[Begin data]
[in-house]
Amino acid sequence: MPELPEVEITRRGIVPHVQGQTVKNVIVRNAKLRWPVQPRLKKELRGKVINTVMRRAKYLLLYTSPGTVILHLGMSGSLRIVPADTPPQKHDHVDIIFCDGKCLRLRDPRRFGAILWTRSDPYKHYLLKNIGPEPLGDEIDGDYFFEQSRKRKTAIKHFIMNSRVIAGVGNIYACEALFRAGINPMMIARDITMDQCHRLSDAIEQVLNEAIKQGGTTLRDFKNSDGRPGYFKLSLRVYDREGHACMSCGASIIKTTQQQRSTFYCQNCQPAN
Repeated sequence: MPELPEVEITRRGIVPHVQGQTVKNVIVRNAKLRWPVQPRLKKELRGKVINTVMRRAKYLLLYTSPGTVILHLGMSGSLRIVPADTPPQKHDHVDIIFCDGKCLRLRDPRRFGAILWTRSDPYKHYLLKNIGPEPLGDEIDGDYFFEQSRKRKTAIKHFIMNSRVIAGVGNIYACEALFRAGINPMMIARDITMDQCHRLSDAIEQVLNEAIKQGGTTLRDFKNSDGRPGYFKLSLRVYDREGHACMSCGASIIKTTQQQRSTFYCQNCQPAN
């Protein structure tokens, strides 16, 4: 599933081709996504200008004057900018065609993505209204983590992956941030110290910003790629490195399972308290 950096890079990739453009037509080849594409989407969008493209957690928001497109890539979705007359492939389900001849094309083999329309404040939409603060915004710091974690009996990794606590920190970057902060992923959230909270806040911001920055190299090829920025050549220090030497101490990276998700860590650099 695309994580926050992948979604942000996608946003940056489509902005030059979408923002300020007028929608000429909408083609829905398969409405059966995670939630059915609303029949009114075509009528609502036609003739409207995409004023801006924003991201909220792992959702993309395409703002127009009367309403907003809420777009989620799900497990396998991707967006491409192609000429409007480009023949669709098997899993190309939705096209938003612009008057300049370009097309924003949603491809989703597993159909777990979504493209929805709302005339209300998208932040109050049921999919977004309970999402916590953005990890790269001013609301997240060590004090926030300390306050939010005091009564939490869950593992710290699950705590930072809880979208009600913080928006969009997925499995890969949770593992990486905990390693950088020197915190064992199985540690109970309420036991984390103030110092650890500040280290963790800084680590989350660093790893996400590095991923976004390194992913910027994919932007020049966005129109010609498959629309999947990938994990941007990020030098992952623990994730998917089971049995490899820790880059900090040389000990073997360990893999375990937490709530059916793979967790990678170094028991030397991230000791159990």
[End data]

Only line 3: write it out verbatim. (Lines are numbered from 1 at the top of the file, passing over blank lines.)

Repeated sequence: MPELPEVEITRRGIVPHVQGQTVKNVIVRNAKLRWPVQPRLKKELRGKVINTVMRRAKYLLLYTSPGTVILHLGMSGSLRIVPADTPPQKHDHVDIIFCDGKCLRLRDPRRFGAILWTRSDPYKHYLLKNIGPEPLGDEIDGDYFFEQSRKRKTAIKHFIMNSRVIAGVGNIYACEALFRAGINPMMIARDITMDQCHRLSDAIEQVLNEAIKQGGTTLRDFKNSDGRPGYFKLSLRVYDREGHACMSCGASIIKTTQQQRSTFYCQNCQPAN